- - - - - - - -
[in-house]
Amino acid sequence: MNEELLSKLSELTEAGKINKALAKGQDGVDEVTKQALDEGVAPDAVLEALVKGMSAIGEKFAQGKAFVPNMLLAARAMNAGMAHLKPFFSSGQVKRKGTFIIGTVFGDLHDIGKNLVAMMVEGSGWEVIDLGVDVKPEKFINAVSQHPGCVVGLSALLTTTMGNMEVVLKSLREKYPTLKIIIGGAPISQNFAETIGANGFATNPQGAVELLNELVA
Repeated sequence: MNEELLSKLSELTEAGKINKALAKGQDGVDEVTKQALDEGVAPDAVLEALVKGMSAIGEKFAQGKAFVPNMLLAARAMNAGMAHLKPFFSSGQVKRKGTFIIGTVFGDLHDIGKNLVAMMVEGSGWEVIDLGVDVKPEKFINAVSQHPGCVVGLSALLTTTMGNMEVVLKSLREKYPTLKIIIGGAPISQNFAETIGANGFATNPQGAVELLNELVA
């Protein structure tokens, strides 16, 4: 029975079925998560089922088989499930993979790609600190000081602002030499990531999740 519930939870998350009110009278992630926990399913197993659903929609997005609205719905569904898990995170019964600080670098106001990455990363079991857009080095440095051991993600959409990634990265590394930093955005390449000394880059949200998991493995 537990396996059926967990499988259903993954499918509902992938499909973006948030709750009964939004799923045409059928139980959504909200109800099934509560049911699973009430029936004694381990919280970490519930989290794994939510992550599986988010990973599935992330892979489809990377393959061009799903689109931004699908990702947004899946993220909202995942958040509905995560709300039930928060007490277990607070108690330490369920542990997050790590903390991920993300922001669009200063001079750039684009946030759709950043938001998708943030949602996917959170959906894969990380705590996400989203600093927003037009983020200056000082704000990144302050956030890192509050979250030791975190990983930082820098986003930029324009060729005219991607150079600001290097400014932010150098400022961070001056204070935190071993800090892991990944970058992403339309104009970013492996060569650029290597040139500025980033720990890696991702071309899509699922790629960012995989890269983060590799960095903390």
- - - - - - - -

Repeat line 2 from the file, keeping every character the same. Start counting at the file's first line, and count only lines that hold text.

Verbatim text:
Amino acid sequence: MNEELLSKLSELTEAGKINKALAKGQDGVDEVTKQALDEGVAPDAVLEALVKGMSAIGEKFAQGKAFVPNMLLAARAMNAGMAHLKPFFSSGQVKRKGTFIIGTVFGDLHDIGKNLVAMMVEGSGWEVIDLGVDVKPEKFINAVSQHPGCVVGLSALLTTTMGNMEVVLKSLREKYPTLKIIIGGAPISQNFAETIGANGFATNPQGAVELLNELVA